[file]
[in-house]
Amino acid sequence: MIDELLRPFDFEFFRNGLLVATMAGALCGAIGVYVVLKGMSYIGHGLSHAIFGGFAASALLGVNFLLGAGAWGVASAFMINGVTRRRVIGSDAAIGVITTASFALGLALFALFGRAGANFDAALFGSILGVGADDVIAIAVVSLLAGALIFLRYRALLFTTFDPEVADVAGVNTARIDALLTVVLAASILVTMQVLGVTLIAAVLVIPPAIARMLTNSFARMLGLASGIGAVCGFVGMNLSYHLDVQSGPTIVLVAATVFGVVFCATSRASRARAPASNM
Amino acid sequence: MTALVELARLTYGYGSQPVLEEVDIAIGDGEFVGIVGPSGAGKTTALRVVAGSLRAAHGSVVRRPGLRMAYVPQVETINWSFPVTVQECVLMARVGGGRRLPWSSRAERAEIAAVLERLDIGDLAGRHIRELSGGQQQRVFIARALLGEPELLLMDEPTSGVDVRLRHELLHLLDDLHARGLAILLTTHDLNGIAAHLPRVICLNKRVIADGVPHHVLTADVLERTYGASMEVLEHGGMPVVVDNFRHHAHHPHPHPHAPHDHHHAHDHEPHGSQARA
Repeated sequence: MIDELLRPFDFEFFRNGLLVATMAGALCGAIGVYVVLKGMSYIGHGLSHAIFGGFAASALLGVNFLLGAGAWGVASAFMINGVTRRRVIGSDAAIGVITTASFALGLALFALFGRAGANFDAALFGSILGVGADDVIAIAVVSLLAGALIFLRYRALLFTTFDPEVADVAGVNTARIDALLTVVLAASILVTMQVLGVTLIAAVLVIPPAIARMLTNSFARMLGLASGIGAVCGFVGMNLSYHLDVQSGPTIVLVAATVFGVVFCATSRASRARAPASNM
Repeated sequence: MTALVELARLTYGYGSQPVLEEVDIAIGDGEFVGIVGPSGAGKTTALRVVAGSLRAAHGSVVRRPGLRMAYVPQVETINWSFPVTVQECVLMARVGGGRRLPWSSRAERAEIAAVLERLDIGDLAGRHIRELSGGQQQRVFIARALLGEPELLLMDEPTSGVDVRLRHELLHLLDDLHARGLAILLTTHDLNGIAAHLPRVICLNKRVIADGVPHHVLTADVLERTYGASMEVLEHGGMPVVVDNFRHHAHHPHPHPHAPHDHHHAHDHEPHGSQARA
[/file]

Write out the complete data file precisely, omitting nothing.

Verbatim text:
[in-house]
Amino acid sequence: MIDELLRPFDFEFFRNGLLVATMAGALCGAIGVYVVLKGMSYIGHGLSHAIFGGFAASALLGVNFLLGAGAWGVASAFMINGVTRRRVIGSDAAIGVITTASFALGLALFALFGRAGANFDAALFGSILGVGADDVIAIAVVSLLAGALIFLRYRALLFTTFDPEVADVAGVNTARIDALLTVVLAASILVTMQVLGVTLIAAVLVIPPAIARMLTNSFARMLGLASGIGAVCGFVGMNLSYHLDVQSGPTIVLVAATVFGVVFCATSRASRARAPASNM
Amino acid sequence: MTALVELARLTYGYGSQPVLEEVDIAIGDGEFVGIVGPSGAGKTTALRVVAGSLRAAHGSVVRRPGLRMAYVPQVETINWSFPVTVQECVLMARVGGGRRLPWSSRAERAEIAAVLERLDIGDLAGRHIRELSGGQQQRVFIARALLGEPELLLMDEPTSGVDVRLRHELLHLLDDLHARGLAILLTTHDLNGIAAHLPRVICLNKRVIADGVPHHVLTADVLERTYGASMEVLEHGGMPVVVDNFRHHAHHPHPHPHAPHDHHHAHDHEPHGSQARA
Repeated sequence: MIDELLRPFDFEFFRNGLLVATMAGALCGAIGVYVVLKGMSYIGHGLSHAIFGGFAASALLGVNFLLGAGAWGVASAFMINGVTRRRVIGSDAAIGVITTASFALGLALFALFGRAGANFDAALFGSILGVGADDVIAIAVVSLLAGALIFLRYRALLFTTFDPEVADVAGVNTARIDALLTVVLAASILVTMQVLGVTLIAAVLVIPPAIARMLTNSFARMLGLASGIGAVCGFVGMNLSYHLDVQSGPTIVLVAATVFGVVFCATSRASRARAPASNM
Repeated sequence: MTALVELARLTYGYGSQPVLEEVDIAIGDGEFVGIVGPSGAGKTTALRVVAGSLRAAHGSVVRRPGLRMAYVPQVETINWSFPVTVQECVLMARVGGGRRLPWSSRAERAEIAAVLERLDIGDLAGRHIRELSGGQQQRVFIARALLGEPELLLMDEPTSGVDVRLRHELLHLLDDLHARGLAILLTTHDLNGIAAHLPRVICLNKRVIADGVPHHVLTADVLERTYGASMEVLEHGGMPVVVDNFRHHAHHPHPHPHAPHDHHHAHDHEPHGSQARA